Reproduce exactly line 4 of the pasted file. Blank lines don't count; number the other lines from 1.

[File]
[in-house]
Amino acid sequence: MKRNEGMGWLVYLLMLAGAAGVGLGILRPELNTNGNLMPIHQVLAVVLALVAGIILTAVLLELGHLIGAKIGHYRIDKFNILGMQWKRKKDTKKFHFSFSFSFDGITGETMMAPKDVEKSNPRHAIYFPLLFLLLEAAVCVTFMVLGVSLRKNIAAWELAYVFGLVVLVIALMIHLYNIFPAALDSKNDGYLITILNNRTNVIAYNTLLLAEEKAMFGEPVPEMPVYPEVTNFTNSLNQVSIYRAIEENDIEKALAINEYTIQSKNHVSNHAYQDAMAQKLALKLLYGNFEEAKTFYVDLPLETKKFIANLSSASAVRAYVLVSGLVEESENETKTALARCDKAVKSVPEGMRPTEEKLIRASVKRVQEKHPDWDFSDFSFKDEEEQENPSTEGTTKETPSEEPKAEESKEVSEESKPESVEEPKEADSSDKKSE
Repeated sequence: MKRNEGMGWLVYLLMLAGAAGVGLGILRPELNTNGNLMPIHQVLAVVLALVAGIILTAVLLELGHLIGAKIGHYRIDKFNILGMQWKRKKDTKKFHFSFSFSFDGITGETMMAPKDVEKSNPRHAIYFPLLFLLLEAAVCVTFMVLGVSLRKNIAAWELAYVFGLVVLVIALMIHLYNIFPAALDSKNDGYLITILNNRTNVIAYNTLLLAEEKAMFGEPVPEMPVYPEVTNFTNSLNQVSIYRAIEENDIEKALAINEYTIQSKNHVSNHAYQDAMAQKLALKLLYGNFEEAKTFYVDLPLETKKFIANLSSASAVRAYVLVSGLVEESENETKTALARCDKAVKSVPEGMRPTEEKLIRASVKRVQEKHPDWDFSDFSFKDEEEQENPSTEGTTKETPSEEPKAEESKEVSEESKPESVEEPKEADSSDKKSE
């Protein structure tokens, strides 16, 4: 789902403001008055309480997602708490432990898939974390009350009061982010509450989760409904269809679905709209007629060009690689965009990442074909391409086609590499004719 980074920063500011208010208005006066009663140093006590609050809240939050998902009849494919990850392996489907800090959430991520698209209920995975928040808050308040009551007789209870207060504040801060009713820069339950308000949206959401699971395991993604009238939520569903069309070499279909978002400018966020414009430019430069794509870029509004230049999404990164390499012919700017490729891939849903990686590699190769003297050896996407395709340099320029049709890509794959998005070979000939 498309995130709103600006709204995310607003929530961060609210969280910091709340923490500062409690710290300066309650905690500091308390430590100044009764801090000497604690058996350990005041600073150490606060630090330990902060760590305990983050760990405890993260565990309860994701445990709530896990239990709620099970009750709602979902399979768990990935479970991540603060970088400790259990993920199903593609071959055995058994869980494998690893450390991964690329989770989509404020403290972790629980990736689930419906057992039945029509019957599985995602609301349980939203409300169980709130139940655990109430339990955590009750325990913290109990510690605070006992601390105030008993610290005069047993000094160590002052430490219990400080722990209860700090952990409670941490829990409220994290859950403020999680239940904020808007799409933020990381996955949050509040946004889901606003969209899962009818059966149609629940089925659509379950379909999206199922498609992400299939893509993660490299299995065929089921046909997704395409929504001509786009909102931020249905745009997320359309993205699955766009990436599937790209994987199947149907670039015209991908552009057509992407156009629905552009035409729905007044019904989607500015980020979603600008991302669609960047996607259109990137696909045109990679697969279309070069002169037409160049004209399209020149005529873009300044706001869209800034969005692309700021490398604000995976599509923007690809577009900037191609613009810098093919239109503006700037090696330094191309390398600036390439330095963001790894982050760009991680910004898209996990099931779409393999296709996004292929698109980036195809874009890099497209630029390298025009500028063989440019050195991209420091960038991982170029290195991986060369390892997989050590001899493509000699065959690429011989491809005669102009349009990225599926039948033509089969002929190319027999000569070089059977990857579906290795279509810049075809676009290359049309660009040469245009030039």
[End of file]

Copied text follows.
């Protein structure tokens, strides 16, 4: 789902403001008055309480997602708490432990898939974390009350009061982010509450989760409904269809679905709209007629060009690689965009990442074909391409086609590499004719 980074920063500011208010208005006066009663140093006590609050809240939050998902009849494919990850392996489907800090959430991520698209209920995975928040808050308040009551007789209870207060504040801060009713820069339950308000949206959401699971395991993604009238939520569903069309070499279909978002400018966020414009430019430069794509870029509004230049999404990164390499012919700017490729891939849903990686590699190769003297050896996407395709340099320029049709890509794959998005070979000939 498309995130709103600006709204995310607003929530961060609210969280910091709340923490500062409690710290300066309650905690500091308390430590100044009764801090000497604690058996350990005041600073150490606060630090330990902060760590305990983050760990405890993260565990309860994701445990709530896990239990709620099970009750709602979902399979768990990935479970991540603060970088400790259990993920199903593609071959055995058994869980494998690893450390991964690329989770989509404020403290972790629980990736689930419906057992039945029509019957599985995602609301349980939203409300169980709130139940655990109430339990955590009750325990913290109990510690605070006992601390105030008993610290005069047993000094160590002052430490219990400080722990209860700090952990409670941490829990409220994290859950403020999680239940904020808007799409933020990381996955949050509040946004889901606003969209899962009818059966149609629940089925659509379950379909999206199922498609992400299939893509993660490299299995065929089921046909997704395409929504001509786009909102931020249905745009997320359309993205699955766009990436599937790209994987199947149907670039015209991908552009057509992407156009629905552009035409729905007044019904989607500015980020979603600008991302669609960047996607259109990137696909045109990679697969279309070069002169037409160049004209399209020149005529873009300044706001869209800034969005692309700021490398604000995976599509923007690809577009900037191609613009810098093919239109503006700037090696330094191309390398600036390439330095963001790894982050760009991680910004898209996990099931779409393999296709996004292929698109980036195809874009890099497209630029390298025009500028063989440019050195991209420091960038991982170029290195991986060369390892997989050590001899493509000699065959690429011989491809005669102009349009990225599926039948033509089969002929190319027999000569070089059977990857579906290795279509810049075809676009290359049309660009040469245009030039």